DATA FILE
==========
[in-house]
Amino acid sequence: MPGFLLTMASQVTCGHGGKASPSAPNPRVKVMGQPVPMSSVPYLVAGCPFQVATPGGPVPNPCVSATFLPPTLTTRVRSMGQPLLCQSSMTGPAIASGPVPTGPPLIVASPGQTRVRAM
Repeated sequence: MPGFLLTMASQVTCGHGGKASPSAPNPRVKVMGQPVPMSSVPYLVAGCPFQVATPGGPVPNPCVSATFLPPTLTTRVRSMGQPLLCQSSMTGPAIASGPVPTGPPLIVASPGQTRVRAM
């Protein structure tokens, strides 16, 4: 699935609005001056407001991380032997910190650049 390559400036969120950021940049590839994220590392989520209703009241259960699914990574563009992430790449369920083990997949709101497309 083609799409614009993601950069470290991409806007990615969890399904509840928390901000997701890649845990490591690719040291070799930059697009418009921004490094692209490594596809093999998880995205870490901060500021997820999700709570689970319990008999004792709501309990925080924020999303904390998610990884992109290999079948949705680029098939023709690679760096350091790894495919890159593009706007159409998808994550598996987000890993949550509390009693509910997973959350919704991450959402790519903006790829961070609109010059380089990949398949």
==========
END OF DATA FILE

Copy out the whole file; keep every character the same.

[in-house]
Amino acid sequence: MPGFLLTMASQVTCGHGGKASPSAPNPRVKVMGQPVPMSSVPYLVAGCPFQVATPGGPVPNPCVSATFLPPTLTTRVRSMGQPLLCQSSMTGPAIASGPVPTGPPLIVASPGQTRVRAM
Repeated sequence: MPGFLLTMASQVTCGHGGKASPSAPNPRVKVMGQPVPMSSVPYLVAGCPFQVATPGGPVPNPCVSATFLPPTLTTRVRSMGQPLLCQSSMTGPAIASGPVPTGPPLIVASPGQTRVRAM
């Protein structure tokens, strides 16, 4: 699935609005001056407001991380032997910190650049 390559400036969120950021940049590839994220590392989520209703009241259960699914990574563009992430790449369920083990997949709101497309 083609799409614009993601950069470290991409806007990615969890399904509840928390901000997701890649845990490591690719040291070799930059697009418009921004490094692209490594596809093999998880995205870490901060500021997820999700709570689970319990008999004792709501309990925080924020999303904390998610990884992109290999079948949705680029098939023709690679760096350091790894495919890159593009706007159409998808994550598996987000890993949550509390009693509910997973959350919704991450959402790519903006790829961070609109010059380089990949398949």